With police probe revealing that several other incidents of sexual violence had taken place at the abandoned compound before the gangrape of the photojournalist, there were concerns about the safety threat the defunct mill posed.
Thorats order cites several breaches including failure to ensure maintenance and adequate security inside the mill land. It was this failure which indirectly encouraged anti-social incidents inside the complex. It is a valid reason for declining lease renewal, read the order cancelling the lease pact with mills promoters, Shree Shakti Mills Limited (SSML).
The state government, which owns the land, had entered into a lease agreement with SSML on May 23, 1951, and allotted the plot to it till October 31, 1985. However, the firm went into liquidation in 1981, and the official liquidator of the Bombay High Court took charge of the property.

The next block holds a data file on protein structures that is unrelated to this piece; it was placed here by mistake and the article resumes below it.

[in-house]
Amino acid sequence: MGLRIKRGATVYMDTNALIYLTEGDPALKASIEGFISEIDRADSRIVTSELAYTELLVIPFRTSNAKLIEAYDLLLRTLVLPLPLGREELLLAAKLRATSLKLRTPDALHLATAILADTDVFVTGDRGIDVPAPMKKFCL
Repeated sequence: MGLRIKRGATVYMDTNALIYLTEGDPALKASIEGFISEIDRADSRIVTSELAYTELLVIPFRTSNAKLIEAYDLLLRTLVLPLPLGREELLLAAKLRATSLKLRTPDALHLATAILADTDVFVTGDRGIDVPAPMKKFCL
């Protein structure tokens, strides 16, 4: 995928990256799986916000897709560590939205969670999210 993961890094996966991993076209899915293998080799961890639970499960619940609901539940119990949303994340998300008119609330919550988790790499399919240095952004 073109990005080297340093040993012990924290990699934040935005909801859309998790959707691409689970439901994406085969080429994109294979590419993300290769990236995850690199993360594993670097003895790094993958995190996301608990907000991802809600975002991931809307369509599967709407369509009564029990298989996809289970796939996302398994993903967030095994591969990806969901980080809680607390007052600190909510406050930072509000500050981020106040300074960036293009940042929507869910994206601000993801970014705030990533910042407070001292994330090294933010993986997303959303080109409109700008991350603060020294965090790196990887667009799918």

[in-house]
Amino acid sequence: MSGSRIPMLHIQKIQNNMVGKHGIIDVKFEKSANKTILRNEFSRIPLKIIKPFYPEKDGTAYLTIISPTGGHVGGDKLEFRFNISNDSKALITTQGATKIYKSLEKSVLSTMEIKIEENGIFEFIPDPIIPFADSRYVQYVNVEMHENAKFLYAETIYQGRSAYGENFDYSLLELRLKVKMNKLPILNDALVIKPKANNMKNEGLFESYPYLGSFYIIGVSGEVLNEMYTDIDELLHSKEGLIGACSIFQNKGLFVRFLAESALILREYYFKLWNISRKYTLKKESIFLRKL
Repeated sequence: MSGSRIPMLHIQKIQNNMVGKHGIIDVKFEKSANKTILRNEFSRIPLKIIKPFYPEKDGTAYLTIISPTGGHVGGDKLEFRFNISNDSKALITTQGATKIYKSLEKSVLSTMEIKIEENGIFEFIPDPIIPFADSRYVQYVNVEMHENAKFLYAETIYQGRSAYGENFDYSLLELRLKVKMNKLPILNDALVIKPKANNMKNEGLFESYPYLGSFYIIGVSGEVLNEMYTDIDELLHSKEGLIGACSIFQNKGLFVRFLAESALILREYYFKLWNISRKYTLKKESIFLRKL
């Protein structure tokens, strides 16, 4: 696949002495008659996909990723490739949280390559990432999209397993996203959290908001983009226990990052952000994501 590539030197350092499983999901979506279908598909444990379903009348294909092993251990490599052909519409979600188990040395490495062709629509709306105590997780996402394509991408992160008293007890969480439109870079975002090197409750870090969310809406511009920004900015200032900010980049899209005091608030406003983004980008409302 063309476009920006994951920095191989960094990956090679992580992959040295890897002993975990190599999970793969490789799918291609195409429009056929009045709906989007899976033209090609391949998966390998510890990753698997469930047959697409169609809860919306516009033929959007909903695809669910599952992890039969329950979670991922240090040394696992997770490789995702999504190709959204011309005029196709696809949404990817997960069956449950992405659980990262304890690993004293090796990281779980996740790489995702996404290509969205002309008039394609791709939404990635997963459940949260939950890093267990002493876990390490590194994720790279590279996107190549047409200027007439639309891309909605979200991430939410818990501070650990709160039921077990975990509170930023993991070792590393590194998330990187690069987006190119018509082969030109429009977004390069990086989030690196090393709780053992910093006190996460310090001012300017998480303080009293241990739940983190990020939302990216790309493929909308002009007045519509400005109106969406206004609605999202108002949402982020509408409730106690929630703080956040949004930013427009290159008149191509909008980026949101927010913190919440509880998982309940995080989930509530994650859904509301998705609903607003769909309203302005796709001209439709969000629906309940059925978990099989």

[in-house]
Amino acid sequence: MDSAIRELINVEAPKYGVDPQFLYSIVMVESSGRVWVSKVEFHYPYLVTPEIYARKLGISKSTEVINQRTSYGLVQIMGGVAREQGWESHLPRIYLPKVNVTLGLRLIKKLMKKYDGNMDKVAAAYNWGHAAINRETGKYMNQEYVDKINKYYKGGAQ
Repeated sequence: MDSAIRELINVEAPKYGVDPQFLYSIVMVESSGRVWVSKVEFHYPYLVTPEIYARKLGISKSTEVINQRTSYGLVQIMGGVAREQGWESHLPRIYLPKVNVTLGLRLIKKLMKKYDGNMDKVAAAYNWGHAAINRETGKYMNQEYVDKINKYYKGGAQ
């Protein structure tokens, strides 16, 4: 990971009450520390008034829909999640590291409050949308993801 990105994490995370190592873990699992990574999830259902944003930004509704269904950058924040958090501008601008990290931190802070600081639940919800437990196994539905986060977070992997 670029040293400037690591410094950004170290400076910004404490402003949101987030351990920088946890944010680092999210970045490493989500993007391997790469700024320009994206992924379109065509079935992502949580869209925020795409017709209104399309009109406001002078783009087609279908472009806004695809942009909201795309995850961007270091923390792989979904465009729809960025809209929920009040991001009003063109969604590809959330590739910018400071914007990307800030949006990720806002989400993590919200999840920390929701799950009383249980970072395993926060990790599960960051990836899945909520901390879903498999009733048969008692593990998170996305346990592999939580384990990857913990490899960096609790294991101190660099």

Following the gangrape incident, the government on June 16 this year issued lease termination notices to the SSML and the official liquidator.
The Revenue Department faulted SSML on six counts, besides the failure to ensure security and upkeep of the premises. It said the plot was allotted for industrial purposes, but since SSML went into liquidation, it has been lying unused. It further claimed that SSML had breached lease conditions by mortgaging the plot and machinery without the mandatory prior permission from government.
Non application for lease renewal, non-payment of lease rent within stipulated time were cited as other violations of the agreement. However, both the SSML and the official liquidator contested the charges. Thorat, in his capacity as Revenue Minister, assumed the responsibility of a quasi-judicial authority and heard both sides.
Ajay Podar, Director, Podar Shakti Synthetics Pvt Ltd, which has 86 per cent contributory in the SSML, had termed the states contentions as misplaced and non-tenable. In a written submission to Thorat, he argued that one or two mishaps that took place for no fault of SSML could not tantamount to breach (of lease agreement).
Podar further argued that since the plot had been in courts possession since 1981, its non-use could not be considered as breach.
Sandeep A Ashar